In the words of HAL 9000 from Arthur C. Clarkes Space Odyssey series, not being at THEMUSEUM Saturday “could only be attributed to human error.”
Kitchener’s THEMUSEUM held a function on Oct. 25 as the first of four events in the Christie Entertainment Series. Inspired by the 1968 Stanley Kubrick film 2001: A Space Odyssey, the event — called 2001: A Space Odyssey Art & Music Experience — was described as “a cosmic & hypnotic electronic dance music party.”
“Part of it was to expose THEMUSEUM itself and its exhibits,” said the director of sales and strategic initiatives for THEMUSEUM, Meaghan Hawkins.
The event is part of THEMUSEUM’s “after dark” programming aimed to attract people to come to the museum after hours.
“We’ve noticed a change in museums a few years ago and for sure we have been ramping up our after dark programming. We’ve done a lot of stuff before, but this year we decided to do something new and Christie allowed for us to do that.”
With the programing organized around Kubrick’s critically-acclaimed film, the evening saw a replica of HAL 9000 and the Monolith from the movie and even costumed ape performances that came out onto the dance floor throughout the evening.
“When the apes hit a certain mark on the floor, that’s when the music would start,” said David Marskell, CEO of THEMUSEUM. “The whole thing is a production.”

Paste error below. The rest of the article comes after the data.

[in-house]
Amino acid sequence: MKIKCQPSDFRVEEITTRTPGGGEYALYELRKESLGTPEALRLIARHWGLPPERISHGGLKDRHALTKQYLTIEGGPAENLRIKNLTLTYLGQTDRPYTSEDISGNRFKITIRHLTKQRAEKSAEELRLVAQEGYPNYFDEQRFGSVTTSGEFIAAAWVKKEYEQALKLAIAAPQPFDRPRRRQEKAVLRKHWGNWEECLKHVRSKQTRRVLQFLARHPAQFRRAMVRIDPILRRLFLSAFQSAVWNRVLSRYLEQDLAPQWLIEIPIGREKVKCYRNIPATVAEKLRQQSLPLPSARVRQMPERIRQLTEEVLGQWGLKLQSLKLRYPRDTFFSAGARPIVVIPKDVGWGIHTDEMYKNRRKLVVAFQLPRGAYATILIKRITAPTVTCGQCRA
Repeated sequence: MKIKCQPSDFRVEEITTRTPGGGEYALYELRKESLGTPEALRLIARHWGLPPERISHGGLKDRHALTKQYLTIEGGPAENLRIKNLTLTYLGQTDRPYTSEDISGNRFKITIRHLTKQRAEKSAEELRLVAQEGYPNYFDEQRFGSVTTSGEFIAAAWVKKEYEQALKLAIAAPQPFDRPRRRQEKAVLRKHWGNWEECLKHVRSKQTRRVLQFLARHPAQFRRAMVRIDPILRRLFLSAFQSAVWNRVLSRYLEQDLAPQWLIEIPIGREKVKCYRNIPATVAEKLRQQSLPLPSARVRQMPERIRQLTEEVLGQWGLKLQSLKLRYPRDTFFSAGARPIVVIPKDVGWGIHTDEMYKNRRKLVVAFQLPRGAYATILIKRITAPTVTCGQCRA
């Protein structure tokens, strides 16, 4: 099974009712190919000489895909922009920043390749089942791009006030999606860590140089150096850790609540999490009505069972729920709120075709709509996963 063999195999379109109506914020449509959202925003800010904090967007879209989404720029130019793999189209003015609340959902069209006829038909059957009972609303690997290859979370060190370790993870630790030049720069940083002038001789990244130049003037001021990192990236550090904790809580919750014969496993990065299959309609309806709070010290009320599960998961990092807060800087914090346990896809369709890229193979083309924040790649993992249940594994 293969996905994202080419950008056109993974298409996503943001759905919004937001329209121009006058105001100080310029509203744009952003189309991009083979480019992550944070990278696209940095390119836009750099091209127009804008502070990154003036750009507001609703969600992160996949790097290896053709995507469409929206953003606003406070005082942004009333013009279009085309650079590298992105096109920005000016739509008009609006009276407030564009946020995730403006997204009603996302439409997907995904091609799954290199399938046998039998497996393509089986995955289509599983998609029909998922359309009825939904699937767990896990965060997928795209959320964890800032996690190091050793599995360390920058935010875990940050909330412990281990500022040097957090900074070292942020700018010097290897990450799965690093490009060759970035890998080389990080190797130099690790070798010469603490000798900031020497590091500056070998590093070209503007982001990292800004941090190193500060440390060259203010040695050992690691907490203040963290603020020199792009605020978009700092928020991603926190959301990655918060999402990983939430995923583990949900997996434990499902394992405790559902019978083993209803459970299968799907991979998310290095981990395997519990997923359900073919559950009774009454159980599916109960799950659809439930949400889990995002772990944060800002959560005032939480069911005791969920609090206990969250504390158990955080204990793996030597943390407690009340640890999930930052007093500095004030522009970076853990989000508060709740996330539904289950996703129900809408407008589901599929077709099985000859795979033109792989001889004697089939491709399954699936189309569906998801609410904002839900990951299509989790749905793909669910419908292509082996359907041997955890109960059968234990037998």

Young Offenders Collective, a Toronto-based art collective that “produces art for brave minds,” provided props for the evening. They host various events throughout the year, one of which is always based on a Stanley Kubrick film.
“They’ve done The Shining and A Clockwork Orange and this year they decided to do 2001: A Space Odyssey. It worked well because the TIFF Bell Lightbox is doing their fall exhibit on Kubrick and his films,” said Hawkins. “[Young Offenders] were hosting their event anyways in September and so we called them and asked if we could check it out, which ended up being awesome so we asked them to bring it here.”
Marskell said beginning the four-part series with A Space Odyssey was the best route to take.
“We specifically led with 2001 because it’s cool. It’s got an appeal across a group of people and it’s something we can have fun with. I thought it would be the one to bring the most people out.”
Going into the evening, Marskell said THEMUSEUM had received around 200 messages from people saying they had planned on attending the event. He hoped they might even be able to “sneak our way up to 300.”
According to Hawkins, one of the biggest hopes for the evening was to show that THEMUSEUM is still “relevant.”
“It’s their museum — it’s a community stage and I hope that people see the different exhibits we have and think about us as a cool place to go and hangout,” she said.